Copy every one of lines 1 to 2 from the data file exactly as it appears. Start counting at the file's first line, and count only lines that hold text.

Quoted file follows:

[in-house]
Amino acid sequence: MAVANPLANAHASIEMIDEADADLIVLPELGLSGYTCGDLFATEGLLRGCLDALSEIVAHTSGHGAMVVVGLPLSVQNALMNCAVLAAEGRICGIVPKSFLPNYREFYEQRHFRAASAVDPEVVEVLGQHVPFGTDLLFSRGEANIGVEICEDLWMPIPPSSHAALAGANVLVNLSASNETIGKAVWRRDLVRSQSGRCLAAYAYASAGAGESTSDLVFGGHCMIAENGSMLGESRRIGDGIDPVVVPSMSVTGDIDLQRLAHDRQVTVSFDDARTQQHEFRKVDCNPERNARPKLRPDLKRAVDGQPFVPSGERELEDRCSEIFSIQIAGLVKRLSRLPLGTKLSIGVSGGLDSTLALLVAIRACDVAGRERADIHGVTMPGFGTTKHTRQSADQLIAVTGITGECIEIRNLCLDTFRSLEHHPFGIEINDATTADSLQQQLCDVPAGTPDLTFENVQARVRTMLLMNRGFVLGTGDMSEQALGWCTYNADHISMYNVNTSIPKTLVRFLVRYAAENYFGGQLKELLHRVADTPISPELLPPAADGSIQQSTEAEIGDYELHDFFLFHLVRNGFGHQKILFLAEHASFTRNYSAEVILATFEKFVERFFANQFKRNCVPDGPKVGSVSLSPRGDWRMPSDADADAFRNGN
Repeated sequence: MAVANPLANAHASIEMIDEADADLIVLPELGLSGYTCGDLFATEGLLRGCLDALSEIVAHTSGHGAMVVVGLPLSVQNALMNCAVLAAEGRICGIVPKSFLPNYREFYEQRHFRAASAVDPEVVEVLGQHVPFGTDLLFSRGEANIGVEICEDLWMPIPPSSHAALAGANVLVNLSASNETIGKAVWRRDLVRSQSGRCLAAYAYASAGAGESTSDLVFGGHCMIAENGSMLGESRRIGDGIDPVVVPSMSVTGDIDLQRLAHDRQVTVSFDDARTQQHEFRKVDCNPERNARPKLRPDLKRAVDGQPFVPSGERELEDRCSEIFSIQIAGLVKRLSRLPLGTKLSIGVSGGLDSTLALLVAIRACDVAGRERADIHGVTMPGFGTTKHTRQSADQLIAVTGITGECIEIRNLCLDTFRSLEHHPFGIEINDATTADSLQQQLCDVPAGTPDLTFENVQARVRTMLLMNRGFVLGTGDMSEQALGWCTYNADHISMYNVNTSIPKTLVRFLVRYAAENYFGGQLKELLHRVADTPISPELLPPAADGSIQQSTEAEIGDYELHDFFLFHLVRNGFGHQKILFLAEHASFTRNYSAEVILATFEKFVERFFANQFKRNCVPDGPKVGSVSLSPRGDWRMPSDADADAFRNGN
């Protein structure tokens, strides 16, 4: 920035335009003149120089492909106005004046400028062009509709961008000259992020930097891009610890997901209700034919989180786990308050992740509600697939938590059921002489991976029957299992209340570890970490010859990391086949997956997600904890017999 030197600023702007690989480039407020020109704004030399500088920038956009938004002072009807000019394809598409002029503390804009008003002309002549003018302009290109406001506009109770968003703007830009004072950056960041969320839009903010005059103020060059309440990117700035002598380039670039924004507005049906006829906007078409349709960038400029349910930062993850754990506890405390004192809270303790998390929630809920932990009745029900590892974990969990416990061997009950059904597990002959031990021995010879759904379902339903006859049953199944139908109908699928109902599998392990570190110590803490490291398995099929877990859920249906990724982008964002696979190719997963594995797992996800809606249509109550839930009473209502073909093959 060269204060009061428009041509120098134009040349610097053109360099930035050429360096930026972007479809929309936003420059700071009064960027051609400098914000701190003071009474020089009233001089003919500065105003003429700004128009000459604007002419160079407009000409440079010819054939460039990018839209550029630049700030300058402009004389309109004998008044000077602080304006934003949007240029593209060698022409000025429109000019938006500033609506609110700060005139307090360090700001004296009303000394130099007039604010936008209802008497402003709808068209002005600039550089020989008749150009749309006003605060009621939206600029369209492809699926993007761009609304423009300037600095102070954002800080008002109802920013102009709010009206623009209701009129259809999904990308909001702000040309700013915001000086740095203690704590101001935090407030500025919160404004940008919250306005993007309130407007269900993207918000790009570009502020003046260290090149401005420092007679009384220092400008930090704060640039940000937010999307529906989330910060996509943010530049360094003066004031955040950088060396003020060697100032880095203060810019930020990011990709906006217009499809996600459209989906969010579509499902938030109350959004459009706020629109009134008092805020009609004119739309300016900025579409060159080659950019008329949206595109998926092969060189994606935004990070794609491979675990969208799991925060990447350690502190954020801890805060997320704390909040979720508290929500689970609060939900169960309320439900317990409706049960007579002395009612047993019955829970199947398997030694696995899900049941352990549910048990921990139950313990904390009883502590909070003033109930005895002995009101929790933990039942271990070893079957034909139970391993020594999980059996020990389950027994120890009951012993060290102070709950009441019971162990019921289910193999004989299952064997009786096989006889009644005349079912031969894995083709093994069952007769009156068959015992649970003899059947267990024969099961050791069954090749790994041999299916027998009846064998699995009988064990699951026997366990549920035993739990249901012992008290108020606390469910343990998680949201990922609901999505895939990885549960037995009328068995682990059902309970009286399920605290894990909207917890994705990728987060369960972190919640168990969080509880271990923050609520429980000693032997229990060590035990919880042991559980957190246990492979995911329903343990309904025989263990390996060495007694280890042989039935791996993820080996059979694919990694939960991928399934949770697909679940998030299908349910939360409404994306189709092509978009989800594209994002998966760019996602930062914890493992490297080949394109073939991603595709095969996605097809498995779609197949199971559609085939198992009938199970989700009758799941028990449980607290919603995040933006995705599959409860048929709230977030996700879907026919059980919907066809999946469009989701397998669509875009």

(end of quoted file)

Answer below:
[in-house]
Amino acid sequence: MAVANPLANAHASIEMIDEADADLIVLPELGLSGYTCGDLFATEGLLRGCLDALSEIVAHTSGHGAMVVVGLPLSVQNALMNCAVLAAEGRICGIVPKSFLPNYREFYEQRHFRAASAVDPEVVEVLGQHVPFGTDLLFSRGEANIGVEICEDLWMPIPPSSHAALAGANVLVNLSASNETIGKAVWRRDLVRSQSGRCLAAYAYASAGAGESTSDLVFGGHCMIAENGSMLGESRRIGDGIDPVVVPSMSVTGDIDLQRLAHDRQVTVSFDDARTQQHEFRKVDCNPERNARPKLRPDLKRAVDGQPFVPSGERELEDRCSEIFSIQIAGLVKRLSRLPLGTKLSIGVSGGLDSTLALLVAIRACDVAGRERADIHGVTMPGFGTTKHTRQSADQLIAVTGITGECIEIRNLCLDTFRSLEHHPFGIEINDATTADSLQQQLCDVPAGTPDLTFENVQARVRTMLLMNRGFVLGTGDMSEQALGWCTYNADHISMYNVNTSIPKTLVRFLVRYAAENYFGGQLKELLHRVADTPISPELLPPAADGSIQQSTEAEIGDYELHDFFLFHLVRNGFGHQKILFLAEHASFTRNYSAEVILATFEKFVERFFANQFKRNCVPDGPKVGSVSLSPRGDWRMPSDADADAFRNGN